Posts Tagged ‘phone’

As Q2 Earnings Approaches, the Street Stays Bullish on Facebook’s Mobile Prospects

July 24, 2013  |  All Things Digital  |  No Comments

Facebook’s S-1 filing in early 2012 came with a rude awakening we’re all quite familiar with by now; the world is going mobile, and Facebook’s ad business needed to adapt fast in order to keep up with it. Now, as Facebook prepares to report its second-quarter earnings this afternoon, something has shifted: Wall Street is actually optimistic at Facebook’s mobile monetization prospects. The Street’s consensus calls for earnings per share of 14 cents on revenues of $1.62 billion, an estimate up from the EPS of 12 cents on revenue of $1.18 billion reported during Q2 of last year. “While quarterly results at FB will likely remain volatile, we remain bullish on the direction and growth trajectory of the company,” Sterne Agee analyst Arvind Bhatia wrote in a research note this week. The biggest boon for some? The trending surge in Facebook’s mobile revenue figures seen in recent quarters. Mobile revenue accounted for nearly 30 percent of Facebook’s ad business in the first quarter of this year, which was already a jump up from 23 percent in the fourth quarter of 2012. That’s expected by some analysts to grow, albeit slightly, to a daily run rate of nearly $5 million on mobile ads alone. Facebook has made it clear that at least one of its more recent ad products — mobile app installation ads — has been quite successful in driving growth, and J.P. Morgan’s Doug Anmuth expects that to continue. “We remain bullish as we believe ad dollars are increasingly shifting to online, mobile, and social and we expect Facebook to capture a growing portion of ad budgets going forward,” Anmuth wrote in a research note. The big unknowns are the usuals that we’ll be looking for. Will the company break out any metrics beyond its usual stats on daily and monthly active users? That may be something to watch for, given Facebook’s increasing competition for mindshare from other mobile-based sites like Snapchat, WhatsApp and International competitors like Line and KakaoTalk. Perhaps Facebook will detail some engagement-based stats that could rebut the chatter that the social giant is losing its cool with younger audiences . Another wild card: The oft-speculated eventual appearance of auto-play video ads in the News Feed.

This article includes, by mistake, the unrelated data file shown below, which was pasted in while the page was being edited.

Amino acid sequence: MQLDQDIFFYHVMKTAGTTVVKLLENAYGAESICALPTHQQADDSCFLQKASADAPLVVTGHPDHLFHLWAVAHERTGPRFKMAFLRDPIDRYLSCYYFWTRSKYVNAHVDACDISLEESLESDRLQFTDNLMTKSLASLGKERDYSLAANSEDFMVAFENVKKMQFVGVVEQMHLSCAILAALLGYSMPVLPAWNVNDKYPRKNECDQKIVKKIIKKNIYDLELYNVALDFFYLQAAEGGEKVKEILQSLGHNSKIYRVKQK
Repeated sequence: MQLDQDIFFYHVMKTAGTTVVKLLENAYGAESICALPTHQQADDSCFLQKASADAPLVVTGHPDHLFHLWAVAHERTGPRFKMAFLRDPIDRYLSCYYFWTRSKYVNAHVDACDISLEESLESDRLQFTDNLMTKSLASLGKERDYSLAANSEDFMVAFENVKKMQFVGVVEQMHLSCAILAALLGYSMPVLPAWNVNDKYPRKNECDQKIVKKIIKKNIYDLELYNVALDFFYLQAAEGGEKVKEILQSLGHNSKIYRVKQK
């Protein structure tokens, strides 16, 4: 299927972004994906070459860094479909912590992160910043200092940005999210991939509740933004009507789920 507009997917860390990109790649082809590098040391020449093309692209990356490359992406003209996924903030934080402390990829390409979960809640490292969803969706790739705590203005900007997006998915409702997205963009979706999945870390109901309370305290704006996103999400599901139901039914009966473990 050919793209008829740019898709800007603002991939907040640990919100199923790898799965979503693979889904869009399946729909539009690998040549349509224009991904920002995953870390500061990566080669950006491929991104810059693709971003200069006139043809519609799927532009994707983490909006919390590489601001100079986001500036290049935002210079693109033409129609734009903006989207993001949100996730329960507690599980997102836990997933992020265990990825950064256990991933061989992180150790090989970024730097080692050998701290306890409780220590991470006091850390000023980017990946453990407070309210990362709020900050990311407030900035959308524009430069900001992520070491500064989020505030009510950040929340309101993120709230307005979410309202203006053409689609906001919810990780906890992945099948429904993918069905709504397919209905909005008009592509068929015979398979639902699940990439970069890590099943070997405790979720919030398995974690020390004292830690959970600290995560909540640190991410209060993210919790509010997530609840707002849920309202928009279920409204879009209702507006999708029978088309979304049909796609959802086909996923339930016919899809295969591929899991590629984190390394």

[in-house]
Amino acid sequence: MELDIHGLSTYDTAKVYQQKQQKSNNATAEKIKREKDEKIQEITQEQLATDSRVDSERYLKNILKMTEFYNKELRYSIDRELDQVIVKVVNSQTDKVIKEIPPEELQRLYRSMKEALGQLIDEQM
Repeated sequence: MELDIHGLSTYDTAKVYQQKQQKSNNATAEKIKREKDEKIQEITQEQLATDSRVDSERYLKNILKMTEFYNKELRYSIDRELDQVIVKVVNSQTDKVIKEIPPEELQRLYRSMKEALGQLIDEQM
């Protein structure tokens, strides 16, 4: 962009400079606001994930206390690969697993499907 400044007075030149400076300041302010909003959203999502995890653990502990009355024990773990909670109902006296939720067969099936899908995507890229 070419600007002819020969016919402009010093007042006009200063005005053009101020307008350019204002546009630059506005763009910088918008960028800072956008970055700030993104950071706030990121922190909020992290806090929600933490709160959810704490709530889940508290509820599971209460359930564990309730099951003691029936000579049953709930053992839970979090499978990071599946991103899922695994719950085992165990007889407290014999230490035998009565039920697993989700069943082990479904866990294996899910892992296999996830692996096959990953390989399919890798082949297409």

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U.S. Government Gets Approval to Keep Tracking Phone Records

July 19, 2013  |  All Things Digital  |  No Comments

Well, at least this time they are telling everyone their phone records are being collected. The U.S. government said Friday that the secret foreign intelligence court has renewed its authorization to collect data over a wide range of phone calls. In June, the government confirmed that it had been collecting such records and declassified some information about the types of records that it had been collecting. Authorization for such collection was set to expire on July 19, but has now been reauthorized, according to a press release issued on Friday by the office of the Director of National Intelligence. “Consistent with his prior declassification decision and in light of the significant and continuing public interest in the telephony metadata collection program, the DNI has decided to declassify and disclose publicly that the Government filed an application with the Foreign Intelligence Surveillance Court seeking renewal of the authority to collect telephony metadata in bulk, and that the Court renewed that authority,” the agency said. “The Administration is undertaking a careful and thorough review of whether and to what extent additional information or documents pertaining to this program may be declassified, consistent with the protection of national security.” The decision comes at a particularly sensitive time for the court, just a month after former CIA employee and whistleblower Edward Snowden revealed details on a number of classified government data collection programs, much of which involved a number of major consumer technology companies.

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Time for More Superphone Talk from Larry Page – And Google Earnings, Too

July 18, 2013  |  All Things Digital  |  No Comments

Will Google beat its Q2 earnings projections today? If it does, will its share price, which already hit record levels this week, cross the $1,000 mark? [Shrug]. If I knew any of that, do you think I’d be sitting here typing this stuff?* Here’s a reasonable bet, though: Larry Page will talk about about the new Moto X super phone his Motorola unit getting ready to unveil . And he will talk up its battery life, and its ability to withstand drops from great heights. Because that’s what the Google CEO has done during his last two earnings calls. Here’s Page, talking about Motorola, via his scripted remarks from the Q4 call in January: “I am excited about the business. In today’s multi screen world, the opportunities are endless.

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HTC Hoping to Make Another Big Impression With One Mini

July 18, 2013  |  All Things Digital  |  No Comments